New York acquired Whitcomb in exchange for the rights of fellow Aussie sharpshooter Steph Talbot. On a two-year protected deal worth $150,350 a year, Whitcomb brings floor spacing and consistent shot-making. She comes off her most efficient season, shooting over 44 percent from the field and over 38 percent from three. In almost 17 minutes a game last season, Whitcomb proved that her skills are more expansive than just shooting beyond the arc. In his analysis of the Storm’s moves from Wednesday, Derek James explained that Whitcomb proved she could drive through the lane and handle the ball. She did so to provide support and take the pressure off Jordin Canada while Sue Bird was out with a lingering knee injury.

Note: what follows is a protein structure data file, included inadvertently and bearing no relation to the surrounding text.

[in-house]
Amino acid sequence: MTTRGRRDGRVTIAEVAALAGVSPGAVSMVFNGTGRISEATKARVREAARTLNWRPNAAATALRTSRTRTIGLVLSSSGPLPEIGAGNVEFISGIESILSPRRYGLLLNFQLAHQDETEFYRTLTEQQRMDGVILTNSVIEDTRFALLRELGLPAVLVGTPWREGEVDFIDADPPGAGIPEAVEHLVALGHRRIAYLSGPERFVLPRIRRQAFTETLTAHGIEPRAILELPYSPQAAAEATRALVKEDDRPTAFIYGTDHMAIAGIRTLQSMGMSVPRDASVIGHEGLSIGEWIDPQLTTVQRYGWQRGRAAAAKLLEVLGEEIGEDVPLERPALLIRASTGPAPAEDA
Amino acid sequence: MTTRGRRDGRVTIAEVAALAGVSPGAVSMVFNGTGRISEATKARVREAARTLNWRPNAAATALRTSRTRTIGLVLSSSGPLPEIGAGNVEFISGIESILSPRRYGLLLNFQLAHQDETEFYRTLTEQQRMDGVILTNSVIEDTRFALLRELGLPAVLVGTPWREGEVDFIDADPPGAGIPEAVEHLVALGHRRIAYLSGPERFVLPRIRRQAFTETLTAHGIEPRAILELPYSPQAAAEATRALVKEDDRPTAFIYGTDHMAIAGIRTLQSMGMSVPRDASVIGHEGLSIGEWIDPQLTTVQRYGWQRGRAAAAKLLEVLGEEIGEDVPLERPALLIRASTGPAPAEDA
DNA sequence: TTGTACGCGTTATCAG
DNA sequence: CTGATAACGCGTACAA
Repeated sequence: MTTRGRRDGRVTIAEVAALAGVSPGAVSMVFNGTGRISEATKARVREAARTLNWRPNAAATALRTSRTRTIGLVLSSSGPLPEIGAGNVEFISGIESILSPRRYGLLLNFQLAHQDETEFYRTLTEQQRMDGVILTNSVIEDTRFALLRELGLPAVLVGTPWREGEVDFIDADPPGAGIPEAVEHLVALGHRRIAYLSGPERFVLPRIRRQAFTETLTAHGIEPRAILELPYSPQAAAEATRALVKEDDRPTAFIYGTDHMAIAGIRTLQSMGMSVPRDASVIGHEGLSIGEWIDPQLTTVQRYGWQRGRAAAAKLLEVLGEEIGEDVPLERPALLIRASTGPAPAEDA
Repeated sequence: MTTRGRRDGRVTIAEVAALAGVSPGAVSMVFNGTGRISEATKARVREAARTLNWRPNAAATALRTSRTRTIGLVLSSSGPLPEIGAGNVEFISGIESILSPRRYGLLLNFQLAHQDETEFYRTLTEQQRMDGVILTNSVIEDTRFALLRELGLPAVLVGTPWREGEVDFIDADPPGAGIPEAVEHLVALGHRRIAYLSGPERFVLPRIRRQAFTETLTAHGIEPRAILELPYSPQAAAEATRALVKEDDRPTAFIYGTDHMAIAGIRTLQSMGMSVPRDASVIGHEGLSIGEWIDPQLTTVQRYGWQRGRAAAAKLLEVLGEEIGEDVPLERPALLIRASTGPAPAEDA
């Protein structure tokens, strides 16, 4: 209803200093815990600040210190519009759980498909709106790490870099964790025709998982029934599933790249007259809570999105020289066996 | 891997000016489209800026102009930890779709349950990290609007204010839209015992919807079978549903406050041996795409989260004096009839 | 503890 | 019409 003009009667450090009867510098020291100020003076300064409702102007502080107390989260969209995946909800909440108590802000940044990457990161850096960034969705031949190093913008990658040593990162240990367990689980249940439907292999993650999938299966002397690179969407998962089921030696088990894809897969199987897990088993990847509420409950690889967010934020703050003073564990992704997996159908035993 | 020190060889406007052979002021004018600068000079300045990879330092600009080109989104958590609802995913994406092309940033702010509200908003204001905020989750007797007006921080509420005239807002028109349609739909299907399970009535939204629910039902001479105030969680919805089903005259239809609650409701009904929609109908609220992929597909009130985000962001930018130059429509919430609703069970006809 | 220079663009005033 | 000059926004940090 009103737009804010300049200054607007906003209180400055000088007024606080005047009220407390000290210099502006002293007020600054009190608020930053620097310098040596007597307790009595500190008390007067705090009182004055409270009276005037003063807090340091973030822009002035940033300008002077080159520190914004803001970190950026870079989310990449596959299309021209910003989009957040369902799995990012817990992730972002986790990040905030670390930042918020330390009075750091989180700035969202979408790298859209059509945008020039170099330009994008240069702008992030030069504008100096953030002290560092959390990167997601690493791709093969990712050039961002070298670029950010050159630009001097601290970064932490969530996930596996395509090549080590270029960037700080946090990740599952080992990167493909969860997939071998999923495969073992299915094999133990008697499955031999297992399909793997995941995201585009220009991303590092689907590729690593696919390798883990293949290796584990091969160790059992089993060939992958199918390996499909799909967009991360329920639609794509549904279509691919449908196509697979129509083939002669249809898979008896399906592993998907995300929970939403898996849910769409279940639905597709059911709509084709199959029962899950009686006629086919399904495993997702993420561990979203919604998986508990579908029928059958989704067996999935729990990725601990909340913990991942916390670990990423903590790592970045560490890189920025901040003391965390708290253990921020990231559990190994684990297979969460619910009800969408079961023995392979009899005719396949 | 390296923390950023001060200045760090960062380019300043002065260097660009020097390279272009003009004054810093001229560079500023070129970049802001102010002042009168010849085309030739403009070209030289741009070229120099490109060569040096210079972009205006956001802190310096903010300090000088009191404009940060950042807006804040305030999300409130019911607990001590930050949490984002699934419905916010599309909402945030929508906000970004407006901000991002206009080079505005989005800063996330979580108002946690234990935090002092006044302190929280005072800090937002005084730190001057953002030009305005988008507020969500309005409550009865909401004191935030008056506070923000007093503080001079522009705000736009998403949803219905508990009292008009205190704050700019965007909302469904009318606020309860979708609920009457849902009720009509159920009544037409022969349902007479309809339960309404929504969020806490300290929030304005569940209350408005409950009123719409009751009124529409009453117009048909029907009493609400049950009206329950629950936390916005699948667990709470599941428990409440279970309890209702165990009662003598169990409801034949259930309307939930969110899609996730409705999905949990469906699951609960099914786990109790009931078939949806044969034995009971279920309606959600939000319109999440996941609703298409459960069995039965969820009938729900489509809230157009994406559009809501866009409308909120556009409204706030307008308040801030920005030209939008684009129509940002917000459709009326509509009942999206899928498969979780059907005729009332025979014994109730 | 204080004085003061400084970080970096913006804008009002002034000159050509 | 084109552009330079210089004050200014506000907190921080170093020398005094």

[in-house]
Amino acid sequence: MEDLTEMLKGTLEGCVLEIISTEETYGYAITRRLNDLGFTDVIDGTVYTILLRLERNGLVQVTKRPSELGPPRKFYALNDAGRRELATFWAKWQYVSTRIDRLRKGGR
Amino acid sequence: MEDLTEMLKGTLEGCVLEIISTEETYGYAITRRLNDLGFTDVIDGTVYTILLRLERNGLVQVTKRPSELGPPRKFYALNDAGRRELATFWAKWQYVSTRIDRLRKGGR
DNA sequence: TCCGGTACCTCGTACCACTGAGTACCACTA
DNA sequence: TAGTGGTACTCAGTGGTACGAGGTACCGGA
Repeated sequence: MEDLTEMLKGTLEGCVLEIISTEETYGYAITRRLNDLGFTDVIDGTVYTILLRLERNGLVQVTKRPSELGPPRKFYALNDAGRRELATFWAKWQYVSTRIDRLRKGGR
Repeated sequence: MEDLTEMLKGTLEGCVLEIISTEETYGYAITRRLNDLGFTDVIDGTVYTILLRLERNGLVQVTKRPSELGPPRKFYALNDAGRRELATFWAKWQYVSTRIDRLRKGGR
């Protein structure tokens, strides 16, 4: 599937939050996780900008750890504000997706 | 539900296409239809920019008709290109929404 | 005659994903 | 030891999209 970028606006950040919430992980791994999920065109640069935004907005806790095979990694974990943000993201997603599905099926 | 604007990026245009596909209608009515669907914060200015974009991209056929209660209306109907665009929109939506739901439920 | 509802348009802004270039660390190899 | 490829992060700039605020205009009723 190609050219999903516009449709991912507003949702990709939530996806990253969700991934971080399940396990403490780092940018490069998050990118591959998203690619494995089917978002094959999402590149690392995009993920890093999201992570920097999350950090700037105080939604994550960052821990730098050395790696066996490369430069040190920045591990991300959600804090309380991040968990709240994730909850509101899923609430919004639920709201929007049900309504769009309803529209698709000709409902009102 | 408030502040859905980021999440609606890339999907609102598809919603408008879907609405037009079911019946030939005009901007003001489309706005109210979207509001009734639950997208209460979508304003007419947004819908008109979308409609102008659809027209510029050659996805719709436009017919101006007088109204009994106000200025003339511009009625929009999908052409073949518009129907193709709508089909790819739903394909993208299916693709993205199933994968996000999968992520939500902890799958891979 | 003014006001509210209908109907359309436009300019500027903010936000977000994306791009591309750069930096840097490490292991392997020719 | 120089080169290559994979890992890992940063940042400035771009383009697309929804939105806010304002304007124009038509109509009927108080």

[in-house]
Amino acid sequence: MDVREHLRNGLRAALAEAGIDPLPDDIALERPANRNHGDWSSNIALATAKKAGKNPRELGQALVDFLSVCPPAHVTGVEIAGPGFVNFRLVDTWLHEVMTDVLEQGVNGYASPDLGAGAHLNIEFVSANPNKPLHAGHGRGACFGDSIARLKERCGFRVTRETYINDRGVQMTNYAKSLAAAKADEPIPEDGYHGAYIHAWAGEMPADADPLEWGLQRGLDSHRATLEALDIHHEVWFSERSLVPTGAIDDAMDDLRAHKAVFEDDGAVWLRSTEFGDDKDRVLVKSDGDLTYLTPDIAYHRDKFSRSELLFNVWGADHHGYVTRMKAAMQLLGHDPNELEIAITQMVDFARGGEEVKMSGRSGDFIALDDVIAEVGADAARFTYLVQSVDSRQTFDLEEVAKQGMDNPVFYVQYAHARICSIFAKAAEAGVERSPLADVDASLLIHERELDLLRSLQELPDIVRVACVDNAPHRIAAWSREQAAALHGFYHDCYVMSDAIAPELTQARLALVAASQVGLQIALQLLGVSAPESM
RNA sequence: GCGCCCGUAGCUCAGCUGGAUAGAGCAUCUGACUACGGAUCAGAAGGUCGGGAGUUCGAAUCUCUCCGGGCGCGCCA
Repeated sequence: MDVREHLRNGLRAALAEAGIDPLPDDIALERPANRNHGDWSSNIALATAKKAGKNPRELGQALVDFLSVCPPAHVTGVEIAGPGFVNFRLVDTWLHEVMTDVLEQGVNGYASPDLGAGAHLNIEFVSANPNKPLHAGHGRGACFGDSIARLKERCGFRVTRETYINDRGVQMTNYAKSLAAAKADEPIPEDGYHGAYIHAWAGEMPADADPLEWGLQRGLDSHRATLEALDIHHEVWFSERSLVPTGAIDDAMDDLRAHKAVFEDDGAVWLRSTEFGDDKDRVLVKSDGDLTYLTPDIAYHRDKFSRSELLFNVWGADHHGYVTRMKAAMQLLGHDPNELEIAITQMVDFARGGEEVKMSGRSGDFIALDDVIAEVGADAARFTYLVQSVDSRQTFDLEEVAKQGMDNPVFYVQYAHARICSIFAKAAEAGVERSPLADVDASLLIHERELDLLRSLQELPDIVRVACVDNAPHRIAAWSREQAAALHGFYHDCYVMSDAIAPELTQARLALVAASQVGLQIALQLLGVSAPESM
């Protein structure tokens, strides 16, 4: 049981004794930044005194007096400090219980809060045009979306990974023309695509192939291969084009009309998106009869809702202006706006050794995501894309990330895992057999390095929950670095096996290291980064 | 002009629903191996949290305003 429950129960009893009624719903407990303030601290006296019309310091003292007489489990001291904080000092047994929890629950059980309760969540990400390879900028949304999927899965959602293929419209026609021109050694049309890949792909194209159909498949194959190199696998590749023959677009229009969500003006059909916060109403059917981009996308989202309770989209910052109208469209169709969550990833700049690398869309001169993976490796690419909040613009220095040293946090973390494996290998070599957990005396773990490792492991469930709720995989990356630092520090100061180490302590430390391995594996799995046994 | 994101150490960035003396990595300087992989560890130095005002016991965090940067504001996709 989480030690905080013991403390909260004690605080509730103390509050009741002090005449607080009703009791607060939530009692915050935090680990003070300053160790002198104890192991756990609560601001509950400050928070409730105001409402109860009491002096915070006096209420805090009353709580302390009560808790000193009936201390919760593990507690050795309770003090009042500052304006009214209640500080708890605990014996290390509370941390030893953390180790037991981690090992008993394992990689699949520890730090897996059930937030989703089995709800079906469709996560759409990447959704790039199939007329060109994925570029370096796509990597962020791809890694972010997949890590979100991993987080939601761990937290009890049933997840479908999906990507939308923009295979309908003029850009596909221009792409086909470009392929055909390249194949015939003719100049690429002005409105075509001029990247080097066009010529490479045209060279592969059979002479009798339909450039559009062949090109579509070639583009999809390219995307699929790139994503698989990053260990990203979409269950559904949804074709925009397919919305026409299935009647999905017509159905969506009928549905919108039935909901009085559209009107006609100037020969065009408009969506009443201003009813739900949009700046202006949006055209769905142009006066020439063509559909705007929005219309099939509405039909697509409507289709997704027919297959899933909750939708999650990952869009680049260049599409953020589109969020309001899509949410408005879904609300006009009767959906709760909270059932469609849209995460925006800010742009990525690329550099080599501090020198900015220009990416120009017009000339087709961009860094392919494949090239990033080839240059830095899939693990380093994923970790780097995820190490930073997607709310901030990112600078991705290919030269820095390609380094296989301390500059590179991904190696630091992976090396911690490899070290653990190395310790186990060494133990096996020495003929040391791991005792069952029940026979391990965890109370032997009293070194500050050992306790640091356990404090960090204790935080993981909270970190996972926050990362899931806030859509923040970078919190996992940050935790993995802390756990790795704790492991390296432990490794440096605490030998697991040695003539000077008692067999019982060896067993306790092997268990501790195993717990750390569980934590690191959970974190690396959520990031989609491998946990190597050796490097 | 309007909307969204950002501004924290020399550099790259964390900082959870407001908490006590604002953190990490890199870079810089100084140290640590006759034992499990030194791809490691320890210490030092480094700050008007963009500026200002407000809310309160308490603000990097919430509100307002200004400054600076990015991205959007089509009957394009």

The new parent brings veteran leadership via her own non-linear road to the league. She knows what it’s like to *work* for success. In an emotional Instagram post saying goodbye and thanking Seattle, the two-time WNBA champion acknowledged her journey.

“Four years ago The Storm took a risk. I was 28 and had never been in the league. But after A LOT of ‘no’s’ Seattle gave me my one yes and changed my life,” she wrote.

Kolb understood that there’s more to Whitcomb as well, noting that he believes she could be a new fan favorite. “Sami Whitcomb will be an instant fan favorite, not only for her elite shot-making ability, but also for her tenacity and drive,” he said in the team’s press release. “A two-time champion in her own right, Sami knows what it takes to win in this league, and is exactly the kind of tough, talented, culture-first player we covet in New York.”